The Toshiba 32DL933B is a fine idea, poorly executed. Toshiba's Blu-ray players are on sale for less than £80 (around $125), with 3D-ness only garnering a £40 (around $60)-or-so premium, so we don't think it's too unreasonable to expect something along those lines in place of what we have: a bog-standard DVD player.
Of course, the presence of Blu-ray would highlight the Toshiba 32DL933B's other misfire - its HD-ready screen - although even that ought to be enough to host Freeview HD programmes.
Again we remind ourselves that the Toshiba 32DL933B is likely to hover around the £300 (around $500) mark, and as such should be considered as a budget set. We like its cute design, and the way it handles digital video files from a USB stick is surprisingly accomplished.
We also admire the way it manages to overcome the innate weakness of its LCD panel not only with some decent local dimming, but also by presenting a clean, noise-free image from low bitrate material. It's really the only advantage of using an HD-ready panel over a Full HD resolution version.
The awful remote control gets the biggest chunk of our ire, although we've enough left to scold other aspects of this TV - notably motion blur and overly forced black levels. The use of an HD-ready panel does mean that both hi-definition gaming and Blu-ray playing fail to sparkle, although we can't see any excuse for leaving out a Freeview HD tuner, which would help lift this TV to another level.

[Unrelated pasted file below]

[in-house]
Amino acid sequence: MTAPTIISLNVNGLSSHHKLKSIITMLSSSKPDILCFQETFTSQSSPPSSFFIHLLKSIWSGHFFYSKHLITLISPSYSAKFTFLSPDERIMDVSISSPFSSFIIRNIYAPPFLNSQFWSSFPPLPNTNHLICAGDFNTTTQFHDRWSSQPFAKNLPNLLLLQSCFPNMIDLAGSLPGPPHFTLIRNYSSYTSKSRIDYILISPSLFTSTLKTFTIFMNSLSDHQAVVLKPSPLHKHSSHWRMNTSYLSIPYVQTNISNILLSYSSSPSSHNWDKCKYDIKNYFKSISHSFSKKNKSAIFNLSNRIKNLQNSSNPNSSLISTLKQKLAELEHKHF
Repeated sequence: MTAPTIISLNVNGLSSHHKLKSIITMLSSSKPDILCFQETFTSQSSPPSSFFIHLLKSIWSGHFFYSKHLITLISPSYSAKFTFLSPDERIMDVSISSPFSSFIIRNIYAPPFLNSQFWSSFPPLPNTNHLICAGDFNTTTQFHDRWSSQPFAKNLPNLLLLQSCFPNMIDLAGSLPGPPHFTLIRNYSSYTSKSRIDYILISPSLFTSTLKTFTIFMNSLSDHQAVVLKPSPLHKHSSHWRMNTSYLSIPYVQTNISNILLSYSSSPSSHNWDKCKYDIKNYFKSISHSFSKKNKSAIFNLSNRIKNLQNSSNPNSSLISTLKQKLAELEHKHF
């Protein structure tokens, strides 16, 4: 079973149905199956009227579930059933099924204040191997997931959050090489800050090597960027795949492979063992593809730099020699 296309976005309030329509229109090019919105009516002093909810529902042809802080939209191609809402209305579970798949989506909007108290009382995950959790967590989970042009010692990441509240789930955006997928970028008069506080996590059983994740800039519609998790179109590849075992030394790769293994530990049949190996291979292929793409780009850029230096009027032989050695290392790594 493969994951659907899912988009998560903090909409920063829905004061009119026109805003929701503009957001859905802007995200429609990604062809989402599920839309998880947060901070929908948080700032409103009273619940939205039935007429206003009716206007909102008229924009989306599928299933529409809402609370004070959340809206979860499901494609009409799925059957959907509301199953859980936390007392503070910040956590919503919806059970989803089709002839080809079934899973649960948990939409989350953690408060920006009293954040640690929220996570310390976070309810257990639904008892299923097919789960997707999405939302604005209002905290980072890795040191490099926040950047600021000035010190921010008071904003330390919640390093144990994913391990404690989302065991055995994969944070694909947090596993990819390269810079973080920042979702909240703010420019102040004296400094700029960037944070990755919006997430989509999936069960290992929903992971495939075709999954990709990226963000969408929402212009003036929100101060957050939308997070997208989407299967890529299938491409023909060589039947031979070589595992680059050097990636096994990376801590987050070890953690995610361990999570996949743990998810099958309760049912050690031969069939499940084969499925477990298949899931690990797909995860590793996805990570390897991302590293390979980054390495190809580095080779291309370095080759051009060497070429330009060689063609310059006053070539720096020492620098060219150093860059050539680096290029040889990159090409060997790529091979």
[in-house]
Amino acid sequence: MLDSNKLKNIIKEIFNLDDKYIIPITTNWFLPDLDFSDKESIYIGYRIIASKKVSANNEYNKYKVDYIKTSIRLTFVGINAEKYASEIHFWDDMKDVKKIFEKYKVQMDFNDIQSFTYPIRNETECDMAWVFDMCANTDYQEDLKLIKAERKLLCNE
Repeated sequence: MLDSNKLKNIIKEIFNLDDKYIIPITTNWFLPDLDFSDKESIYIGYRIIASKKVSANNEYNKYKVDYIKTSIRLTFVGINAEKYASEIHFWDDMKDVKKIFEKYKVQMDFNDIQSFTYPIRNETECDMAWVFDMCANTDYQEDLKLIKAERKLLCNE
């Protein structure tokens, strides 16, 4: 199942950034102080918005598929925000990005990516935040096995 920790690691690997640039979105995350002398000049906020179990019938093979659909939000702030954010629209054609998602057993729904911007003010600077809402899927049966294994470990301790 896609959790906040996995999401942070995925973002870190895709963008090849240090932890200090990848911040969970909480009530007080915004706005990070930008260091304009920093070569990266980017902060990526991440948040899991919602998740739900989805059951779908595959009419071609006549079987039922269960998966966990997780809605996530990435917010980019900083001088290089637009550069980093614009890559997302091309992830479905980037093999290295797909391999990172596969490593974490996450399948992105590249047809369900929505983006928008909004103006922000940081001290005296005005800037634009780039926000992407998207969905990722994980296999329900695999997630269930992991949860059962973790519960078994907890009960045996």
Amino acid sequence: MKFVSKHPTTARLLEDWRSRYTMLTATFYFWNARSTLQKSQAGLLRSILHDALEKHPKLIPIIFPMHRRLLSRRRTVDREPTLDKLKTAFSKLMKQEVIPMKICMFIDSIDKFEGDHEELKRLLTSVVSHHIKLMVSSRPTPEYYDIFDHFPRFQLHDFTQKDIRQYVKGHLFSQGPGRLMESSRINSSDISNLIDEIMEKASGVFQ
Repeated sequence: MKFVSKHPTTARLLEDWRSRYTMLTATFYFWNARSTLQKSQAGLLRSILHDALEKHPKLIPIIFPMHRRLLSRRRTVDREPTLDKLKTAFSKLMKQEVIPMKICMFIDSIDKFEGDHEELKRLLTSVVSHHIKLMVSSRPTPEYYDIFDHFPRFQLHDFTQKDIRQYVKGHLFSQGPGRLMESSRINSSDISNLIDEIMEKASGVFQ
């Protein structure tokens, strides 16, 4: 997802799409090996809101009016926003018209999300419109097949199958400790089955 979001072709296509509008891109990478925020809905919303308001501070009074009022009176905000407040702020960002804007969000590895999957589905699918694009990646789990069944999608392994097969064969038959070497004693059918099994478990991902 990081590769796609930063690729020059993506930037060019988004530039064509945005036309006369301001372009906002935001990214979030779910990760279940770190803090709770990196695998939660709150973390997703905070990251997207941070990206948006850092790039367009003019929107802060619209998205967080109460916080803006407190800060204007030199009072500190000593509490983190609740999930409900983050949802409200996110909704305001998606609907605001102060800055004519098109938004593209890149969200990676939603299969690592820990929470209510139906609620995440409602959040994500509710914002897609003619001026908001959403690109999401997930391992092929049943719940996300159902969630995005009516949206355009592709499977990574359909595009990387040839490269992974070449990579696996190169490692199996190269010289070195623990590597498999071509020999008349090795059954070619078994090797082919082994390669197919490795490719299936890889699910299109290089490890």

An entry-level TV that fails to push the boundaries of its genre, the use of Edge LED backlighting and an integrated DVD player are the highs in a largely disappointing performance.
An HD-ready panel helps keep poor sources looking watchable while also making sure hi-definition content fails to wow, but as a bedroom TV for those after a DVD machine, the Toshiba 32DL933B just about makes the grade.
The Toshiba 32DL933B appears to be aimed at consumers who want a flat-ish, telly, and no more - but is there anyone left in such a position? A saturated market ought to lead to either sparkling innovation or intrinsic good value, but Toshiba, normally so effective at the latter, mostly trips up with the Toshiba 32DL933B.
Toshiba obviously does good business on its combi TVs, although it remains the only major brand to consistently offer at least one range of flatscreen TVs with an integrated DVD player.
It tried a similar trick last year with the Toshiba 32DB833, although we presume its unique offering of a built-in Blu-ray player didn't do so well, since there's no upgrade in its 2012 lineup.